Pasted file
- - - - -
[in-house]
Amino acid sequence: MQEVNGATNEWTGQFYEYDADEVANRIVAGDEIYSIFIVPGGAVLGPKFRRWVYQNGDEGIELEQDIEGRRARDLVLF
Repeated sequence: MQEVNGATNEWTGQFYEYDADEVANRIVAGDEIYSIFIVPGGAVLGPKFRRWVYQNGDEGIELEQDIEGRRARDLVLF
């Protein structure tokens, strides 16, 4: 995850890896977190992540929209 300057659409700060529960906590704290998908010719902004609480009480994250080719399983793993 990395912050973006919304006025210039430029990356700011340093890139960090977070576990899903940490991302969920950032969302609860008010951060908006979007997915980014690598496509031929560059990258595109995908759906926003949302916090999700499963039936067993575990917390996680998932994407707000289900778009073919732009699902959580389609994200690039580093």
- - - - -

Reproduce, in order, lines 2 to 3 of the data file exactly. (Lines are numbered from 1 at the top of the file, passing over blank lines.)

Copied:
Amino acid sequence: MQEVNGATNEWTGQFYEYDADEVANRIVAGDEIYSIFIVPGGAVLGPKFRRWVYQNGDEGIELEQDIEGRRARDLVLF
Repeated sequence: MQEVNGATNEWTGQFYEYDADEVANRIVAGDEIYSIFIVPGGAVLGPKFRRWVYQNGDEGIELEQDIEGRRARDLVLF